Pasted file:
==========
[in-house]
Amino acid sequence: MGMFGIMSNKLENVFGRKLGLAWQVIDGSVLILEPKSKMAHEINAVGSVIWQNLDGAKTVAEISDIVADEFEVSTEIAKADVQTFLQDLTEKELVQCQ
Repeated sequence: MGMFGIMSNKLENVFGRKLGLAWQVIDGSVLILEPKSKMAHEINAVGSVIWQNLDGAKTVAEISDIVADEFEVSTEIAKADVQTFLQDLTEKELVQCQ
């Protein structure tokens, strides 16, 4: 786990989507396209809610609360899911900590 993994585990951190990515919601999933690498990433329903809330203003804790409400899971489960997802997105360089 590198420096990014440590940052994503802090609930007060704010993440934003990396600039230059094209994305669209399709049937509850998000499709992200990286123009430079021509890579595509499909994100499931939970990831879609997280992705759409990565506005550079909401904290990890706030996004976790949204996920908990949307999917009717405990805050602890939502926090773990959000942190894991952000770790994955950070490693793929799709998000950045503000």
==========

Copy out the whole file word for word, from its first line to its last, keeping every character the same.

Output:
[in-house]
Amino acid sequence: MGMFGIMSNKLENVFGRKLGLAWQVIDGSVLILEPKSKMAHEINAVGSVIWQNLDGAKTVAEISDIVADEFEVSTEIAKADVQTFLQDLTEKELVQCQ
Repeated sequence: MGMFGIMSNKLENVFGRKLGLAWQVIDGSVLILEPKSKMAHEINAVGSVIWQNLDGAKTVAEISDIVADEFEVSTEIAKADVQTFLQDLTEKELVQCQ
């Protein structure tokens, strides 16, 4: 786990989507396209809610609360899911900590 993994585990951190990515919601999933690498990433329903809330203003804790409400899971489960997802997105360089 590198420096990014440590940052994503802090609930007060704010993440934003990396600039230059094209994305669209399709049937509850998000499709992200990286123009430079021509890579595509499909994100499931939970990831879609997280992705759409990565506005550079909401904290990890706030996004976790949204996920908990949307999917009717405990805050602890939502926090773990959000942190894991952000770790994955950070490693793929799709998000950045503000």